Scotland's folk music revival

However, matters were changed by the arrival of a folk music revival in the early 1960s (or even earlier), which popularised at least some of the Scottish music collected and set down by such agencies as, for example, the School of Scottish Studies, part of Edinburgh University. Folk musicians, solo or otherwise, suddenly discovered the wealth of folksong in all its diversity, just at a time when both the agricultural and the industrial society which had generated the songs were changing forever.

The Border Ballads

The centuries of feuding along the border with England are recalled in a body of song and important aspect of Scottish music usually called the Border ballads. Sometimes both English and Scottish versions exist.

THE BATTLE OF OTTERBURN

It fell about the Lammas tide,
When the muir-men win their hay,
The doughty Douglas bound them ride
Into England to drive a prey:

He chose the Gordons and the Graemes,
The Lindsays licht and gay;
But the Jardines would not wi him ride,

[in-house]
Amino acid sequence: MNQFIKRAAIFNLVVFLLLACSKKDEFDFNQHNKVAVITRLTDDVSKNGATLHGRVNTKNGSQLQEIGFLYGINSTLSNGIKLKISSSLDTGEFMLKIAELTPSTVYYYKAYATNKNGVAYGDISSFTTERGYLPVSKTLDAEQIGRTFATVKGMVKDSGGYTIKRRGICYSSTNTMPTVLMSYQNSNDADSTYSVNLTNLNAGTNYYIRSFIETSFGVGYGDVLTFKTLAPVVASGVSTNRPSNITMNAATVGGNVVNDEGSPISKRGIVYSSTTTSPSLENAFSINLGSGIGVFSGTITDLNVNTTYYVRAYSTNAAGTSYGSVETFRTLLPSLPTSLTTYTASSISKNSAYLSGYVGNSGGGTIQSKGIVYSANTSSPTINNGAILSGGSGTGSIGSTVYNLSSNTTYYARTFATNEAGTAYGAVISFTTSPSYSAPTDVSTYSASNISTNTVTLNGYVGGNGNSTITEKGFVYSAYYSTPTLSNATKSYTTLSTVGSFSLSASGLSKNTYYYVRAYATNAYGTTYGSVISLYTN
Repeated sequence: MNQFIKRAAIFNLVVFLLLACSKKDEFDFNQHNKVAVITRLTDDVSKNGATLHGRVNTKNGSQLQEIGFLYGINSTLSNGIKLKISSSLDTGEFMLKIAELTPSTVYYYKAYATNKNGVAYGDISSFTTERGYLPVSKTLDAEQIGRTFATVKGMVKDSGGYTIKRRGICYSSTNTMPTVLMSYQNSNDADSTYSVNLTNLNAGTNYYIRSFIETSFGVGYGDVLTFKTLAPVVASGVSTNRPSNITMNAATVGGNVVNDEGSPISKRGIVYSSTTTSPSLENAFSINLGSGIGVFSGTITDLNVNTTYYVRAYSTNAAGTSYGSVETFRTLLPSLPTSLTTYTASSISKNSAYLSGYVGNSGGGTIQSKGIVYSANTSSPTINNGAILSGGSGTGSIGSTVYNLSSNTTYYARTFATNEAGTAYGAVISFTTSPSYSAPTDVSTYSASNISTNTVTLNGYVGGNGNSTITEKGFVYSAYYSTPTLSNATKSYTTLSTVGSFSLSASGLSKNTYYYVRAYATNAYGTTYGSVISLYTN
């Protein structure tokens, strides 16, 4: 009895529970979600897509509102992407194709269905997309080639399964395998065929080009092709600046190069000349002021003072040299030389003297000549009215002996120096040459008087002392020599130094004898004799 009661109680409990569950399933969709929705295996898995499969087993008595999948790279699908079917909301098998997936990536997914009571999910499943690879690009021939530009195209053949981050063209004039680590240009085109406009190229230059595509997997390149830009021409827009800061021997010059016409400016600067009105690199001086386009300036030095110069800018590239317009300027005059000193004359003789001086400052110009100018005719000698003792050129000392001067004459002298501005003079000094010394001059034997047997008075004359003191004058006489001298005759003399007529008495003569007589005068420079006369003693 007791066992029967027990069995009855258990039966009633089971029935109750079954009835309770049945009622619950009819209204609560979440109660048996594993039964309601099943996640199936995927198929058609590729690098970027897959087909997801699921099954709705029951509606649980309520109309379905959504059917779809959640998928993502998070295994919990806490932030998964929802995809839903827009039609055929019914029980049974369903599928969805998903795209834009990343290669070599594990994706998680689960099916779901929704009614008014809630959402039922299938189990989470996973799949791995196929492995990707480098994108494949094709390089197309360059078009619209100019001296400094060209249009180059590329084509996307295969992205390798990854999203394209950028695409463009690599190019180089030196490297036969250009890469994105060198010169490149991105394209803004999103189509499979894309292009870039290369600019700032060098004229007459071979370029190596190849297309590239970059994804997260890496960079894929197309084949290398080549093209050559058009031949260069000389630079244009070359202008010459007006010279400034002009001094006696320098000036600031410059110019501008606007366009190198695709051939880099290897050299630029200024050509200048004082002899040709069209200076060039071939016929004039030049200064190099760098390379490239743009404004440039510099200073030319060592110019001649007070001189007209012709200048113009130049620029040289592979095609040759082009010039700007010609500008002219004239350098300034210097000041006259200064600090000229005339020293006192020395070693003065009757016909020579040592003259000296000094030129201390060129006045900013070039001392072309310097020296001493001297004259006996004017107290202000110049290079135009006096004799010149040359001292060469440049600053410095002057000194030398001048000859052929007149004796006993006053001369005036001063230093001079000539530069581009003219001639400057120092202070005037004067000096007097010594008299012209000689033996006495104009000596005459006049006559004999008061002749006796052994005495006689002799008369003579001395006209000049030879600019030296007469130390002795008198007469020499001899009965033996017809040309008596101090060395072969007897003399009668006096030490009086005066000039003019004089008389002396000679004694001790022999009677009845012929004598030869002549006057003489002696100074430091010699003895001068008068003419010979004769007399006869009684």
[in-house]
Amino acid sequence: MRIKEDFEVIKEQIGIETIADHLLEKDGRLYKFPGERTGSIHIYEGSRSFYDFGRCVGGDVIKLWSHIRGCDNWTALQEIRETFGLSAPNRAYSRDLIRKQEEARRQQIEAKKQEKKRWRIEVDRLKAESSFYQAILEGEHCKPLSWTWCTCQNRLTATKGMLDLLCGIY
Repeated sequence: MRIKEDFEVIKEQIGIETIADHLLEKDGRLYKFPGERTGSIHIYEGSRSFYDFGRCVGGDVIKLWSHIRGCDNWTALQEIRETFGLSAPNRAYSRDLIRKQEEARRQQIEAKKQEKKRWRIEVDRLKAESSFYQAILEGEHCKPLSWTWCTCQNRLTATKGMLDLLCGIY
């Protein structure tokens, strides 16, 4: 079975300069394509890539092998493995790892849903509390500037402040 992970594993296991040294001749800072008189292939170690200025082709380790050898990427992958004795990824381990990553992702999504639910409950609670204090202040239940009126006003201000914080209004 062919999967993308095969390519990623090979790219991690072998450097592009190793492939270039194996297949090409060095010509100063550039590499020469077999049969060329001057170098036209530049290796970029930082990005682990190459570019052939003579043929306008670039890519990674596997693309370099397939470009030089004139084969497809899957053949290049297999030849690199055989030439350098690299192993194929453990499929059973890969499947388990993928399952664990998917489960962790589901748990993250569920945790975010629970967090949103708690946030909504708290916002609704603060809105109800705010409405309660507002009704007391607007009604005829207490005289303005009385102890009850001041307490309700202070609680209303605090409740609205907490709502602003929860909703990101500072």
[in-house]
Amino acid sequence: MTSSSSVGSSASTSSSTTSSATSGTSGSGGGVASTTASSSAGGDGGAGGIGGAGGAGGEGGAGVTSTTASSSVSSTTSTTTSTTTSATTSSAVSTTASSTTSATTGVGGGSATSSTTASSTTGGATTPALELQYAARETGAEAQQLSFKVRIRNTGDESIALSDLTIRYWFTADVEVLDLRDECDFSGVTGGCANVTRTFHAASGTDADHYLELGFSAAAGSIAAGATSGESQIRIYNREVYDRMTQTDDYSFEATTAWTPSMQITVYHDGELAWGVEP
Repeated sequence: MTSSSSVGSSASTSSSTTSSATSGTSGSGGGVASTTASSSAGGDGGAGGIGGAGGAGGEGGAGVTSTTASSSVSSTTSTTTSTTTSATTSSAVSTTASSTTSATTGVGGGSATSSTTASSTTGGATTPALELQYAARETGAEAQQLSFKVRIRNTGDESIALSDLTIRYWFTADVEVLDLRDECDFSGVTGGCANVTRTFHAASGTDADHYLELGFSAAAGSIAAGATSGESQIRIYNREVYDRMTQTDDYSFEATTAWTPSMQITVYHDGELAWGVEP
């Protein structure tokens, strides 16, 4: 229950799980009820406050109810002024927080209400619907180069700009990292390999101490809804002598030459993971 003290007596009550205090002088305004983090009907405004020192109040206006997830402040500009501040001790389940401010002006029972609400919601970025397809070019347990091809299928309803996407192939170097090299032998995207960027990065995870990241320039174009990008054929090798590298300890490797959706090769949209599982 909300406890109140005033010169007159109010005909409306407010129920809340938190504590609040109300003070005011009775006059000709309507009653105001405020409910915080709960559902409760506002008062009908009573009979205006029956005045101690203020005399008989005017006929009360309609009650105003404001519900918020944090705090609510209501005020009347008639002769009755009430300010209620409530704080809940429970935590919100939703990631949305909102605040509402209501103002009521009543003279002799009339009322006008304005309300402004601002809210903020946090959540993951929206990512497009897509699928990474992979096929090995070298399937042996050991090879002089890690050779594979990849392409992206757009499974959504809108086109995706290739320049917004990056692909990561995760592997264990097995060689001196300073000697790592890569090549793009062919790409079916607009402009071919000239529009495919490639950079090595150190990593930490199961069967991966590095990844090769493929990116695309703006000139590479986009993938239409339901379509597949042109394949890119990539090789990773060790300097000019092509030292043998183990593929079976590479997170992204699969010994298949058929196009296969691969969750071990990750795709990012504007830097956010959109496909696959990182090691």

And they rue it to this day.

This is the first verse or so of the long ballad sometimes called ‘The Battle of Otterburn’, which was based on a real 14th-century incident when the Scottish Earl of Douglas crossed the Border and confronted the English noble Henry Percy in Northumberland. The names of a number of prominent Border families appear in the first verse. The ballad was printed in the 16th century and later appears in the famous Minstrelsy of the Scottish Border, the Scottish music collection edited and collected by Sir Walter Scott.

Work Songs of Scotland

Songs originated in town and country. The Scottish city of Dundee, for example, has had dozens of local songs recorded, many connected to the mill and jute trade which once flourished there. Whaling, another now-vanished activity, was once important to the city.

THE BALAENA

There’s a noble fleet of whalers, a-sailing from Dundee
Well-manned by Scottish sailors to sail upon the sea
On the western ocean passage none with them can compare
And the fastest ship to make the trip is the Balaena, I declare

(Chorus)

When the wind is on the quarter and the engine’s working free
There’s not another whaler a-sailing frae Dundee
Can beat the old Balaena and you needna try her on
For we’ll challenge all both great and small from Dundee to St John’s